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Keeping Your Talented People by Brian Chernett

Brian Chernett

Brian Chernett

Having the right people ‘on the bus’ (as Jim Collins would put it) is crucial to the success of any business. So how is it that some businesses seem to have the right people and hold on to them talented people and others simply do not?

If you stay positive and look for opportunities, maybe you can become one of those with a top performing team. There will be some really capable and talented people coming onto the job market over the coming months. Moreover, they will be actively (and in some cases perhaps even desperately) looking for full or part time work. Grab them if you can and augment your current team. If necessary replace a ‘5, 6 or 7′ with a ’10’ (something you probably always wanted to do, but in a full employment market, that’s been very difficult indeed)

Having found good people and gone through the often expensive recruitment process, it makes sense to hang on to them. Talented people become an asset to the business and make it easier to find new customers or clients. Maybe they have a following of their own that would leave with them if they should leave you. They are a risk as well as an asset.

Always remember that your employees have a choice. They can choose to apply all of their effort and talent to the job they do for you or they can choose not to. A lot depends on their job satisfaction and on how you choose to motivate and incentivise them.

You should pay them what they are worth but motivation isn’t just about money. In fact it is mostly not about money. Whilst paying too little may be a de-motivator, paying more money isn’t usually a motivator. Frederick Herzberg came up with the theory that there are factors that cause dissatisfaction and factors that create satisfaction. Money causes dissatisfaction if it is not adequate but adds nothing to satisfaction once adequacy is reached. It is a hygiene factor.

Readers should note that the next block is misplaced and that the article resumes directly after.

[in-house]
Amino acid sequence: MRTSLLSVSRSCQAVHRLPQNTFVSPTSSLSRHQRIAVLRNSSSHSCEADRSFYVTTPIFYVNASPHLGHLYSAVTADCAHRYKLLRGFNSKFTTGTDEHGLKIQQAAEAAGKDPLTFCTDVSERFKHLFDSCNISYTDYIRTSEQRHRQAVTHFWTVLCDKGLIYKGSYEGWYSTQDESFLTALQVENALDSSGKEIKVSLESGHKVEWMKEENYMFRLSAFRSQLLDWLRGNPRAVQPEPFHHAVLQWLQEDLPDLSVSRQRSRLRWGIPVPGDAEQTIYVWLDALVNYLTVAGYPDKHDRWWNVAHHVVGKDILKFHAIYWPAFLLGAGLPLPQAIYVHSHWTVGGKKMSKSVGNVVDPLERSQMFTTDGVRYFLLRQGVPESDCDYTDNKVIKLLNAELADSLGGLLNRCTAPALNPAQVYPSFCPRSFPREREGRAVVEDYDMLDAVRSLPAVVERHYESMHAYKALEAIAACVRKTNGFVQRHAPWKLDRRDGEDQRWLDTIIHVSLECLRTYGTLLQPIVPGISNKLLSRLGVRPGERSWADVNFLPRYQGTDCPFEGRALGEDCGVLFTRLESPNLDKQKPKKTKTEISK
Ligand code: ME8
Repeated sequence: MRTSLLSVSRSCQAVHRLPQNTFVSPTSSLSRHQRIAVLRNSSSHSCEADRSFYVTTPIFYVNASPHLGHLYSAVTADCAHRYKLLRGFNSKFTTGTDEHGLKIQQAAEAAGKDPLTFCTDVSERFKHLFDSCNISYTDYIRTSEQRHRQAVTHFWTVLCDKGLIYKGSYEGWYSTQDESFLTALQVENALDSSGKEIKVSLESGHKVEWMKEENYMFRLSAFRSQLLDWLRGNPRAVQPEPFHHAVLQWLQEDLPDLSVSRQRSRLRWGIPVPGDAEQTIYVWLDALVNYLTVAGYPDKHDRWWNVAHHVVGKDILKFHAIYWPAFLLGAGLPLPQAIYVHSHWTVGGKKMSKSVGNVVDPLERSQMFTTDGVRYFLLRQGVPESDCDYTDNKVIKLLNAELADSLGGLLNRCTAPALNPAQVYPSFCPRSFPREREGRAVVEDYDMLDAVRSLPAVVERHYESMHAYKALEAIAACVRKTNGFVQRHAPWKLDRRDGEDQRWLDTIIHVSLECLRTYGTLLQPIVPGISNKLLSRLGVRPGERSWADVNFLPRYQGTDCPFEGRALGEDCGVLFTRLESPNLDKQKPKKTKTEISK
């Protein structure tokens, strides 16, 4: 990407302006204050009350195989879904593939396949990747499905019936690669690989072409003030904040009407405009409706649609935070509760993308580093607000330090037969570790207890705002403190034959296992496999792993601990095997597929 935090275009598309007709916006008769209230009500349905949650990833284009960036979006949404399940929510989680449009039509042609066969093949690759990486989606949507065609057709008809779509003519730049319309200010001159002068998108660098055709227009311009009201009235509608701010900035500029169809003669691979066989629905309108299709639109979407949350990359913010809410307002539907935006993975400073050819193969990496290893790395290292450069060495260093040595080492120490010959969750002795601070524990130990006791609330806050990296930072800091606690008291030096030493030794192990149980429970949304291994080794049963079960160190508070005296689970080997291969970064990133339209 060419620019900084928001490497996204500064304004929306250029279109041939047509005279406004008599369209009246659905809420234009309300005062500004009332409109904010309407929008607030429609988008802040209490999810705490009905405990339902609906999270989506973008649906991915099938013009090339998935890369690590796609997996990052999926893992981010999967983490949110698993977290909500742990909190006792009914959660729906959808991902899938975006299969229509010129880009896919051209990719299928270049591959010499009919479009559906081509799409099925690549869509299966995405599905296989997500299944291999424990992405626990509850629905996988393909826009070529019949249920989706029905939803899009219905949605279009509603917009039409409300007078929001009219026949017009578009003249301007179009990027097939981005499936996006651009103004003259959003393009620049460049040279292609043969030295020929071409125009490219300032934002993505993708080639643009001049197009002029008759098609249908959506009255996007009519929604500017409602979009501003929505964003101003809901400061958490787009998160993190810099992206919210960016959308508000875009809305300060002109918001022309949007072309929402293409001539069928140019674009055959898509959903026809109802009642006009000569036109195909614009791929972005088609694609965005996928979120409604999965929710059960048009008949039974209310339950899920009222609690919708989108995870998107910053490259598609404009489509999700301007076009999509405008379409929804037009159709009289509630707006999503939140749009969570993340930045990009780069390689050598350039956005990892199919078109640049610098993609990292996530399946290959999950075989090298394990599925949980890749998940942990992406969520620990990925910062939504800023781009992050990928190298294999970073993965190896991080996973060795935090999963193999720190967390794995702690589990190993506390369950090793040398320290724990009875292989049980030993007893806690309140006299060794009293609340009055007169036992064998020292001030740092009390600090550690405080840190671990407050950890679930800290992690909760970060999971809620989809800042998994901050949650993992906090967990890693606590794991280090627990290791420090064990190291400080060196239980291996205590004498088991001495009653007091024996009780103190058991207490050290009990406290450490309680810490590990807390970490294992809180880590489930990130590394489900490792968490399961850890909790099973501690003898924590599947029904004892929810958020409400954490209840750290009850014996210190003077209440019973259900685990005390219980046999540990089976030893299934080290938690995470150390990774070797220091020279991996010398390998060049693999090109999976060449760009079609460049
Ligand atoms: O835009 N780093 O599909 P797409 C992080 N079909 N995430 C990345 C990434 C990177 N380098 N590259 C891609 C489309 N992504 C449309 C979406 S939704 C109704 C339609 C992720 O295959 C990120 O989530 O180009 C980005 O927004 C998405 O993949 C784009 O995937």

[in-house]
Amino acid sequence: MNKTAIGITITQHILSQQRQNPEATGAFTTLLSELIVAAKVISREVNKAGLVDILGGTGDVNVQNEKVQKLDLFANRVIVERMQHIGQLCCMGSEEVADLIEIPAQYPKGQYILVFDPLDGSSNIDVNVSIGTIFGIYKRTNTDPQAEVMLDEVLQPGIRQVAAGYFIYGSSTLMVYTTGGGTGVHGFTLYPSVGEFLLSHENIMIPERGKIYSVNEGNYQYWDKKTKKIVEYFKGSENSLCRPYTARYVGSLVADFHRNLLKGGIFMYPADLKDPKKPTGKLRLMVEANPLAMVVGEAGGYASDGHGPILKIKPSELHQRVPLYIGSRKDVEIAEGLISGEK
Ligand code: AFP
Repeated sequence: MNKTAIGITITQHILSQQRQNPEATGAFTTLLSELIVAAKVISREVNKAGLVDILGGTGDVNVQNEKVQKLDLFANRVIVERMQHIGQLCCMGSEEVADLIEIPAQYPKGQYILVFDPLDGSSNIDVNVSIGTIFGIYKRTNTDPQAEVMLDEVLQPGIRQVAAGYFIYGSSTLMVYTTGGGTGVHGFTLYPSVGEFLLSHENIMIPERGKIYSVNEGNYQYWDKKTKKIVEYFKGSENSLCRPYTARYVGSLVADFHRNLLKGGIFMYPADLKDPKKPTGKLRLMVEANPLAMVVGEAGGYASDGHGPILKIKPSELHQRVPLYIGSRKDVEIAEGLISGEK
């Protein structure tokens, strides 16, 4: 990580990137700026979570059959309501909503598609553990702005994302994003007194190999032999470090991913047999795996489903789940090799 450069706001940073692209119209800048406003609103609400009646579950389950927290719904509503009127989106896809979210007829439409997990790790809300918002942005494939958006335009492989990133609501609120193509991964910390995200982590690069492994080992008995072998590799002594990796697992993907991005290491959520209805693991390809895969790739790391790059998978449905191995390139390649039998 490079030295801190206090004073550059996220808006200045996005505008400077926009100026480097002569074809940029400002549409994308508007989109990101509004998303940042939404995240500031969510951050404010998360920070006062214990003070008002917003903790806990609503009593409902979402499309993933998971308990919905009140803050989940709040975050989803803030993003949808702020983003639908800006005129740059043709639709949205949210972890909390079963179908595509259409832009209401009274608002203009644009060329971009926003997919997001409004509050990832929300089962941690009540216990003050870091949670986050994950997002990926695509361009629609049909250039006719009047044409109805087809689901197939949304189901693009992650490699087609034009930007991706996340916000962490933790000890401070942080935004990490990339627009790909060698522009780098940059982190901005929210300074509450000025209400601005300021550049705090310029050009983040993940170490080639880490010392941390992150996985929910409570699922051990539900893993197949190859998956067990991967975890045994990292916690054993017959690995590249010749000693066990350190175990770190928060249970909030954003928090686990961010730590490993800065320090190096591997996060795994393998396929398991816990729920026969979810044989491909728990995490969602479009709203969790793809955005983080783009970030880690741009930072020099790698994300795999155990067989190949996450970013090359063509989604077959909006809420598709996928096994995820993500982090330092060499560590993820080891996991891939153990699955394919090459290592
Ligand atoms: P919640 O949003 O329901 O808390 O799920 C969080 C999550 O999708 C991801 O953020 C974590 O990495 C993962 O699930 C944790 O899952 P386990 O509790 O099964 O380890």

So what factors create satisfaction? For Herzberg they are achievement, recognition, the work itself, responsibility, advancement and growth. My own experience bears this out. You need to create an environment in which people can thrive. Becoming a world-class employer is about creating a place where employee views are listened to and respected, where there is transparency in the decision making process and where bullying and unfair treatment of employees is not tolerated. If people feel safe and valued, they are more creative and innovative, adding to the value of the business for customers and shareholders alike.

You can easily recognise a productive workplace – it is the one where the people look and act as though they are enjoying being there.

Brian Chernett is founder of The Academy for Chief Executives (ACE) – He has 43 years’ experience as managing director of private and public companies, including subsidiaries of Booker Bros McConnell, the Landmark Group, and several other major companies. Find out more at
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